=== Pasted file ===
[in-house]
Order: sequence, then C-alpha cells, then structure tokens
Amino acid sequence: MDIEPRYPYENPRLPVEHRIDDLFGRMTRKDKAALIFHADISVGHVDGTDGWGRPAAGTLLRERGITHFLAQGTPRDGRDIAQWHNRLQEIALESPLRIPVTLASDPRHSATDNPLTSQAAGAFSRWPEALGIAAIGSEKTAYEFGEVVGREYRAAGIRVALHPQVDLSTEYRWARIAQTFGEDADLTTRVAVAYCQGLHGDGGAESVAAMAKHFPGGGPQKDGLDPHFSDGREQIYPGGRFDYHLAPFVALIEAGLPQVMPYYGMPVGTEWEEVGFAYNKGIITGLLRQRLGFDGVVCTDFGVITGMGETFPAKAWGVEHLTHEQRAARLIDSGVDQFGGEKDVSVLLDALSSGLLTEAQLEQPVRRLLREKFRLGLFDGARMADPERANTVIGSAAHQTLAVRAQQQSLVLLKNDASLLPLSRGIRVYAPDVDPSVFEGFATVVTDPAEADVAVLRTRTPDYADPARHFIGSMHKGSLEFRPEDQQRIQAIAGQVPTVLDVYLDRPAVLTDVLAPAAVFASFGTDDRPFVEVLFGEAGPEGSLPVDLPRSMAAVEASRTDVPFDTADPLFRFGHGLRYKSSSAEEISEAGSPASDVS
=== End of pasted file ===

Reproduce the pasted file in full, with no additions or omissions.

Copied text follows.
[in-house]
Order: sequence, then C-alpha cells, then structure tokens
Amino acid sequence: MDIEPRYPYENPRLPVEHRIDDLFGRMTRKDKAALIFHADISVGHVDGTDGWGRPAAGTLLRERGITHFLAQGTPRDGRDIAQWHNRLQEIALESPLRIPVTLASDPRHSATDNPLTSQAAGAFSRWPEALGIAAIGSEKTAYEFGEVVGREYRAAGIRVALHPQVDLSTEYRWARIAQTFGEDADLTTRVAVAYCQGLHGDGGAESVAAMAKHFPGGGPQKDGLDPHFSDGREQIYPGGRFDYHLAPFVALIEAGLPQVMPYYGMPVGTEWEEVGFAYNKGIITGLLRQRLGFDGVVCTDFGVITGMGETFPAKAWGVEHLTHEQRAARLIDSGVDQFGGEKDVSVLLDALSSGLLTEAQLEQPVRRLLREKFRLGLFDGARMADPERANTVIGSAAHQTLAVRAQQQSLVLLKNDASLLPLSRGIRVYAPDVDPSVFEGFATVVTDPAEADVAVLRTRTPDYADPARHFIGSMHKGSLEFRPEDQQRIQAIAGQVPTVLDVYLDRPAVLTDVLAPAAVFASFGTDDRPFVEVLFGEAGPEGSLPVDLPRSMAAVEASRTDVPFDTADPLFRFGHGLRYKSSSAEEISEAGSPASDVS